It was a storm -- a brainstorm, more accurately -- from Dick Stebbins that contributed to the creation of one of downtown Minneapolis’ most endearing and enduring images.

The Weatherball stood atop the Northwestern National Bank Building on Marquette Avenue and from 1949 to 1982 glowed a specific color depending on climate conditions.

Stebbins, who while working for the bank in public relations was among a handful who dreamed up the idea for the chameleon-esque orb, died of natural causes on Aug. 10 at Lake Minnetonka Shores Presbyterian Home in Spring Park. He was 95.

Stebbins’ daughter, Cathryn Stoller, said, “My dad wrote the jingle, and I grew up singing the jingle. He took us there all the time, and we got to go up and see the Weatherball.”

When the Weatherball is white,

Colder weather is in sight.

When the Weatherball is red,

Warmer weather is ahead.

When the Weatherball is green,

No change in weather is foreseen.

When it blinks by night or day,

Precipitation’s on the way!

Stoller said the 78-ton structure, which added 12 stories of height to the 17-story building, was “such an iconic figure. My dad never lost his notoriety. That’s the first thing people would say to him.”

By the early 1980s, the attention-grabbing tower had proved so popular for what is now Wells Fargo that bank officials added versions of the Weatherball to more than 30 branches in the Twin Cities area.

But as Northwest became Norwest in the early 1980s, a bank spokesman said at the time that the Weatherball “would be a hindrance to achieving a common identity” as variously named divisions came under a single name.

The ball, having ceased to operate after a huge fire in the building on Thanksgiving Day 1982 and aging none too gracefully, was lowered and given to the State Fair in early 1983 in the hopes of it being refurbished.

Fair spokeswoman Brienna Schuette said this week that she consistently fields questions about the Weatherball, “more frequently than you’d think” and then outlined its eventual destruction.

When the orb was given to the fair, it was “in extreme disrepair,” Schuette said.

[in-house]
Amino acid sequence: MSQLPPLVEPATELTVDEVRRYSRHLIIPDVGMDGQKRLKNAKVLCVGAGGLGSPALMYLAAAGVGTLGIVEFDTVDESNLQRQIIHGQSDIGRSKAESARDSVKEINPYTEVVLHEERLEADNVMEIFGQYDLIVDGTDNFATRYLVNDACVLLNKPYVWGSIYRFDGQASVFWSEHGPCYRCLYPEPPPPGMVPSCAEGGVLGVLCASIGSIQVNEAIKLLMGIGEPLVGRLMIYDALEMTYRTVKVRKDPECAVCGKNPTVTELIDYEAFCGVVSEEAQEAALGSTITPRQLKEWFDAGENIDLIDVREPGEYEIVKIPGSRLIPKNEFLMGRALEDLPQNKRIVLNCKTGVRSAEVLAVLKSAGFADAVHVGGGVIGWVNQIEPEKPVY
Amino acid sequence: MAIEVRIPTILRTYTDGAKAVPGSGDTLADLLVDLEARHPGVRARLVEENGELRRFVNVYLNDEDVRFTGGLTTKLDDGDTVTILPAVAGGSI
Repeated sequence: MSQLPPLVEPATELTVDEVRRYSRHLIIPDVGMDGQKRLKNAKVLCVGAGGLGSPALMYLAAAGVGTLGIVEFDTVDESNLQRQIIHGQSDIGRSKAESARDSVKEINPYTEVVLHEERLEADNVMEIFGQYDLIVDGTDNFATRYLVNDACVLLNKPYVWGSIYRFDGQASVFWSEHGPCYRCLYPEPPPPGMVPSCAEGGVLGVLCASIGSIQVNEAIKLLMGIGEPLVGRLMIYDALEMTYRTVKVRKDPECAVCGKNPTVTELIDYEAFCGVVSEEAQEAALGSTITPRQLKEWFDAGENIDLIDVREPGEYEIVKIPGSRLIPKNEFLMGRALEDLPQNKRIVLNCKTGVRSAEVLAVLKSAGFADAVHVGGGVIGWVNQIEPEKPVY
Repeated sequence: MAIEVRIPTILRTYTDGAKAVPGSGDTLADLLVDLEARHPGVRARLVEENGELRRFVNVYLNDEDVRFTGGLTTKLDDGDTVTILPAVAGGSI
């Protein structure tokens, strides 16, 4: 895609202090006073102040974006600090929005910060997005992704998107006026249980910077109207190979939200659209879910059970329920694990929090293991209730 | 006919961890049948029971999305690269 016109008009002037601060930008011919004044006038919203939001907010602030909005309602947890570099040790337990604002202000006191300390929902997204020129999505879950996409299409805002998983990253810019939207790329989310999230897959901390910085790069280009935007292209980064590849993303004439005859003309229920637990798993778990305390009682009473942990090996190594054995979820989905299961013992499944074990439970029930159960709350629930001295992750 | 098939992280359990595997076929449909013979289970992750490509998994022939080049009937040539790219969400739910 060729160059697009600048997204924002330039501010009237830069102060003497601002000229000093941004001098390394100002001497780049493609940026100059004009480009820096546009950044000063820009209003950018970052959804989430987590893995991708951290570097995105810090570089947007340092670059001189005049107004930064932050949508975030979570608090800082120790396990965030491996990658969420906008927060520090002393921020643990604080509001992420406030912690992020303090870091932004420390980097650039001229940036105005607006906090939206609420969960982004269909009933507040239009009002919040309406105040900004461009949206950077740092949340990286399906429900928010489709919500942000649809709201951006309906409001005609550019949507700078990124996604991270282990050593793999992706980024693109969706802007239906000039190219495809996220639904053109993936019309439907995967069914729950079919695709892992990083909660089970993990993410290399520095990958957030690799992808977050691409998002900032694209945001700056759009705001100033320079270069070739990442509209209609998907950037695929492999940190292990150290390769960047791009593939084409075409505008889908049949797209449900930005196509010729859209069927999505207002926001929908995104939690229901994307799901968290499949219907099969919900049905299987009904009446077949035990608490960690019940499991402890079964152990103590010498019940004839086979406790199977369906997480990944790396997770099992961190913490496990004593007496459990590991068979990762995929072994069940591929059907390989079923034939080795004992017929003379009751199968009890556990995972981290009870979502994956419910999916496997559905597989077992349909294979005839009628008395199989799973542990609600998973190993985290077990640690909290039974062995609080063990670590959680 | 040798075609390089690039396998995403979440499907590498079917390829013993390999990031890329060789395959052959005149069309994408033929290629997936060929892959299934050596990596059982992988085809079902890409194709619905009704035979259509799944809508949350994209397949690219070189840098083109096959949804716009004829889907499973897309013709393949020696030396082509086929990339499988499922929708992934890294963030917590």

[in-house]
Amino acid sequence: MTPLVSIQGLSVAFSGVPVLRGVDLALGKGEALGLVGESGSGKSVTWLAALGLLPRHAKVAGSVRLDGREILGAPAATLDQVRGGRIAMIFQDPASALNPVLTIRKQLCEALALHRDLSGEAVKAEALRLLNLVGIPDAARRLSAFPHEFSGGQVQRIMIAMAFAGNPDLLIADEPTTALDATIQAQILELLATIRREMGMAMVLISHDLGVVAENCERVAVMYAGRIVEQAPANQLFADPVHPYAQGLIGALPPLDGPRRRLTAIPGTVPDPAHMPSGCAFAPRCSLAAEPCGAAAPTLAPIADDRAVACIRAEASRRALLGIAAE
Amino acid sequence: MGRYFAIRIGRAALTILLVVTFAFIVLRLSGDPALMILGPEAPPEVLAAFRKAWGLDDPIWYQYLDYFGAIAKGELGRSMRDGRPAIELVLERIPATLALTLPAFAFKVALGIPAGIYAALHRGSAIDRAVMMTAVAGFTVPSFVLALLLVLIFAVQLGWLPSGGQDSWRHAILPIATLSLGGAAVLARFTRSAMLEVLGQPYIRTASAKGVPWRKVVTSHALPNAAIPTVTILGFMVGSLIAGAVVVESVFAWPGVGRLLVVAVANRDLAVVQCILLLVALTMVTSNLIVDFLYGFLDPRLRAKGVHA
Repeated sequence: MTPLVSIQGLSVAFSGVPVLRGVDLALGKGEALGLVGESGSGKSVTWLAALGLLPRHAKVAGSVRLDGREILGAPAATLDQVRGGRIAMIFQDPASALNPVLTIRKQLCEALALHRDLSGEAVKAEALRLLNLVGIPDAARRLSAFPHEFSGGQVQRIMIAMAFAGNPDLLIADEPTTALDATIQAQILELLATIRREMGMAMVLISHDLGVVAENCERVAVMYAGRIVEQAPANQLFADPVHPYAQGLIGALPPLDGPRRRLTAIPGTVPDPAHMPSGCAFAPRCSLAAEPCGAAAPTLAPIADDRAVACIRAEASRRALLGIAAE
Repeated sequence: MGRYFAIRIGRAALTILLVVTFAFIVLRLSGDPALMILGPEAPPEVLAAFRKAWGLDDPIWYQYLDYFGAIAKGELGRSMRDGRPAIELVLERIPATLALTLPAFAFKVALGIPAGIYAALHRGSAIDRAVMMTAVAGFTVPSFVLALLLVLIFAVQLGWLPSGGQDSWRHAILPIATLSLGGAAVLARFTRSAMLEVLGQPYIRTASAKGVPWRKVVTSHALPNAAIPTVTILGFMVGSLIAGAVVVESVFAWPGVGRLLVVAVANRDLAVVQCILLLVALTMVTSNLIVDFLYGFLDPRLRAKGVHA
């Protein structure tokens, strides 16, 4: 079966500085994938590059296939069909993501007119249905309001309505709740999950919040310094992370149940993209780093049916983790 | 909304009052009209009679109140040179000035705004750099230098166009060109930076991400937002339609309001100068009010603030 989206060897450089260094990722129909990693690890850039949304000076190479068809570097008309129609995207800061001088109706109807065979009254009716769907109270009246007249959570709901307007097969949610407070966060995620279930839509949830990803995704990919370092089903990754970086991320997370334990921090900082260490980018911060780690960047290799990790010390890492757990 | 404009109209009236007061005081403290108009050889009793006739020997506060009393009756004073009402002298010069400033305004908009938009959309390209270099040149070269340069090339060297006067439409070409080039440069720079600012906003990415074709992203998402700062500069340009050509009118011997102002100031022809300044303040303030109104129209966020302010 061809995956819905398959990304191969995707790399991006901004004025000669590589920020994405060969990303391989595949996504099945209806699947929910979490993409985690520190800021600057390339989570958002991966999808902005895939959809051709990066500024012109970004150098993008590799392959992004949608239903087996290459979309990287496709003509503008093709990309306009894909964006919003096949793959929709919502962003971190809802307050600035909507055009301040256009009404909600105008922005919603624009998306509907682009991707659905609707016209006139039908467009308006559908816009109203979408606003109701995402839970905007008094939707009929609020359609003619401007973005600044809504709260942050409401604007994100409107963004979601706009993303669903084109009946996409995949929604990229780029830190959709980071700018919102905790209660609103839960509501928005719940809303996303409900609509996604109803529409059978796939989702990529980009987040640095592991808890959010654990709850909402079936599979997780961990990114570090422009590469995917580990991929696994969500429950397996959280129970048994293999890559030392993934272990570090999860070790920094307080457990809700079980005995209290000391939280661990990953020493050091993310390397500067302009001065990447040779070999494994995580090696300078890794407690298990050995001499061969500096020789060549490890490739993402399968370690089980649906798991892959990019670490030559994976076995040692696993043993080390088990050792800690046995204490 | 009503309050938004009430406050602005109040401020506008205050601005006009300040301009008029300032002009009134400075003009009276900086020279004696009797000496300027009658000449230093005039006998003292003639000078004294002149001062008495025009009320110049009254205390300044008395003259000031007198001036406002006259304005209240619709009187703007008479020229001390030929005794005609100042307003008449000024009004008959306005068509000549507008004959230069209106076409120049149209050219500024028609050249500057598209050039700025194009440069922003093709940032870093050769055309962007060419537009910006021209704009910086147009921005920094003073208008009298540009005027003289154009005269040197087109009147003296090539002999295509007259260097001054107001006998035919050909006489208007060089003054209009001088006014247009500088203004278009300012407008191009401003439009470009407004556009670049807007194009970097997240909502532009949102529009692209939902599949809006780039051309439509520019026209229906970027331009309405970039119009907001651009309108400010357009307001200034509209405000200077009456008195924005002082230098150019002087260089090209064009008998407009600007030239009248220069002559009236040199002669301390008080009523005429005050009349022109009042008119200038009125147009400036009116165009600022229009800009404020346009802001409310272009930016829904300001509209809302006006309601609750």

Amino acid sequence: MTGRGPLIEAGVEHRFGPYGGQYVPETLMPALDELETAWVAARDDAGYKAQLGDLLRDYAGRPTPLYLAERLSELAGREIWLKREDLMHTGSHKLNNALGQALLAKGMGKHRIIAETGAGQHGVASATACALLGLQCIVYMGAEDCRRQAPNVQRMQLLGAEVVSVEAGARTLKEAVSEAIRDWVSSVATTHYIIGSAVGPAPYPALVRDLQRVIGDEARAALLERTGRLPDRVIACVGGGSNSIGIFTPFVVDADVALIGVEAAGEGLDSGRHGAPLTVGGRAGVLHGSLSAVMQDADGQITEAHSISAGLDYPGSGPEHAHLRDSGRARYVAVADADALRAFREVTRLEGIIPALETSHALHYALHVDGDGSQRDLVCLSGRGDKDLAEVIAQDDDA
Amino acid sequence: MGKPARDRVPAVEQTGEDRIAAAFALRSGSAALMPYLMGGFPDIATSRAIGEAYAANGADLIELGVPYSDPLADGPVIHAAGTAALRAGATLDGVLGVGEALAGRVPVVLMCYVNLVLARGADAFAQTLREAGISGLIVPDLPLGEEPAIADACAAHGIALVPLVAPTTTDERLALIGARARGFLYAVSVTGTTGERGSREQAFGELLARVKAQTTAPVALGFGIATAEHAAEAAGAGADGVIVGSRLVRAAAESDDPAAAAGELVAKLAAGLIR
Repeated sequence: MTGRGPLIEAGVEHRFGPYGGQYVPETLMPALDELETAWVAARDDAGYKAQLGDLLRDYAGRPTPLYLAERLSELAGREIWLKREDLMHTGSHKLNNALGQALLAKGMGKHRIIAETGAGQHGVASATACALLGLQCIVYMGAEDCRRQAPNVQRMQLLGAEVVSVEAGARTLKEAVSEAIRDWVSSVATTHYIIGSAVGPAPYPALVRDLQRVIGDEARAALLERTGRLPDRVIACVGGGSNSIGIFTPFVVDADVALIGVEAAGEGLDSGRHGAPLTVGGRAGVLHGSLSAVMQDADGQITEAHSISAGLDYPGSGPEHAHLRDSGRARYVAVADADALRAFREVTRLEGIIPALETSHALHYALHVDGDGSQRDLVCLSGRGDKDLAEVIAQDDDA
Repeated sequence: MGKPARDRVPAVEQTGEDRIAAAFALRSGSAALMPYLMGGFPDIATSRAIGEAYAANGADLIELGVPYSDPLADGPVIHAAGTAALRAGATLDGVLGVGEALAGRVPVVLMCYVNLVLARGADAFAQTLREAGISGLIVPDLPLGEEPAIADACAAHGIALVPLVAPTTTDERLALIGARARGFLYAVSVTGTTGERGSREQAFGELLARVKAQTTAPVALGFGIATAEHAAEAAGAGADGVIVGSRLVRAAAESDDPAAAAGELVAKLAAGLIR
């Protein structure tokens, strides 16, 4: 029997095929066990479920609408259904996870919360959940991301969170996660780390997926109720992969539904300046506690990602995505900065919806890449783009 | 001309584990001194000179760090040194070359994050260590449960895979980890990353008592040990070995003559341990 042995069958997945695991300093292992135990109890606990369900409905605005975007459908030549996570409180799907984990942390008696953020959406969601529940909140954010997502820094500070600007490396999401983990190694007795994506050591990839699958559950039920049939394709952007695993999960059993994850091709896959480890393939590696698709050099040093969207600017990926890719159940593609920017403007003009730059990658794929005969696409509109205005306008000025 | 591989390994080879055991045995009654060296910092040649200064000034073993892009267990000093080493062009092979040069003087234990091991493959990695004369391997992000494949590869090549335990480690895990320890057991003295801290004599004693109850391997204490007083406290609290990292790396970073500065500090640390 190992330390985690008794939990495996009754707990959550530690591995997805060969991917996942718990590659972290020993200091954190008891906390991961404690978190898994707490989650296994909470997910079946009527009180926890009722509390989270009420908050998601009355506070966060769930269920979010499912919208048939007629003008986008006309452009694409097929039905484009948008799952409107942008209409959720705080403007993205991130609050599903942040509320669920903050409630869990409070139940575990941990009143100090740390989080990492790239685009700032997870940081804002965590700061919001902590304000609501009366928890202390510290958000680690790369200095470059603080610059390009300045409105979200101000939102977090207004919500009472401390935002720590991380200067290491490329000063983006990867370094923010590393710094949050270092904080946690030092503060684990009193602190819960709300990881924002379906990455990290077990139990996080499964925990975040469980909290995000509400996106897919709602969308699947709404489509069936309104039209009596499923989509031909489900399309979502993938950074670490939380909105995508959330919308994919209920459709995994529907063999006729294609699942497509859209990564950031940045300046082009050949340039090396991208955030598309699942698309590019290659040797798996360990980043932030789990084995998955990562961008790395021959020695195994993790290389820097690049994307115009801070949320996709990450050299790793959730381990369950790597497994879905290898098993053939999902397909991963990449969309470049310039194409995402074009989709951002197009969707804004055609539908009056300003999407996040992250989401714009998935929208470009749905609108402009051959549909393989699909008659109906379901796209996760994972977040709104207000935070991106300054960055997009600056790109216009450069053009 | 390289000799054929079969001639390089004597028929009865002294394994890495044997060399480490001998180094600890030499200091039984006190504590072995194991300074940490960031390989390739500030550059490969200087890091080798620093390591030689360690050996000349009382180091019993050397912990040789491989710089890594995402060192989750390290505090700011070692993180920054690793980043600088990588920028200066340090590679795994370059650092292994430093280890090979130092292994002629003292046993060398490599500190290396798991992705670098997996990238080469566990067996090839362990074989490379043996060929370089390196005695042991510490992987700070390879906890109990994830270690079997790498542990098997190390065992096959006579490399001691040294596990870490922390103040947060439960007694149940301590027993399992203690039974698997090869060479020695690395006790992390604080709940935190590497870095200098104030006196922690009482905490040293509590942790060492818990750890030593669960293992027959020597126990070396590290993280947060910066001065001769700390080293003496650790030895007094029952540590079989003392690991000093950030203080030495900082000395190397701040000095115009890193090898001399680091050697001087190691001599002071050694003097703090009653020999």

She said that fair officials looking into restoring it, which would have involved sandblasting and repainting all of the steel and replacing the fiberglass at a cost of $116,000.

“Being it was too costly to repair, we stored it in our [Department of Transportation] building on the fairgrounds from 1983 to 2000,” Schuette added. “ In 2000, we tore down the DOT building and asked the bank if they wanted the Weatherball back. Some bank marketing execs came out to the fairgrounds and decided they didn’t want it. Then, it went to sheet metal recycling, hazardous waste, etc.”

Stoller believes her father was unaware of the Weatherball’s destruction. “I’m glad he never knew that,” she said.

Richard H. Stebbins was born in Minneapolis in 1918 and graduated from Southwest High School. He enrolled at Gustavus Adolphus College in St. Peter, Minn., in 1937, put his education on hold to serve in the Navy and returned to marry Mildred Malmin in 1945 and graduate in 1946. He majored in speech at Gustavus, was Senate and Class president his senior year, and competed as a swimmer and gymnast.

Stebbins started his own financial ad agency after working at Northwestern National Bank. In 1980, the Stebbinses moved to Casper, Wyo., where continued his advertising career for Wells Fargo and then the Casper Star Tribune.

Dick and Mickey Stebbins moved back to the Twin Cities, and he started a career in real estate at age 81. After his wife died, Dick Stebbins moved in 2005 into the Lake Minnetonka Shores Presbyterian Home in Spring Park, where he logged thousands of volunteer hours, even past his 94th birthday.

“He was volunteering up till close to a year ago,” son Rich Stebbins said. “They knew him well there.”

Along with his wife, Stebbins also was preceded in death by his sister, Fran, and son Joel. Along with son Rich and daughter Cathryn, Stebbins is also survived by sons Jerry and Jeff. Funeral services are scheduled for 11:30 a.m. Thursday at Lake Minnetonka Shores Presbyterian Home, 4515 Shoreline Drive, Spring Park, with visitation starting one hour before.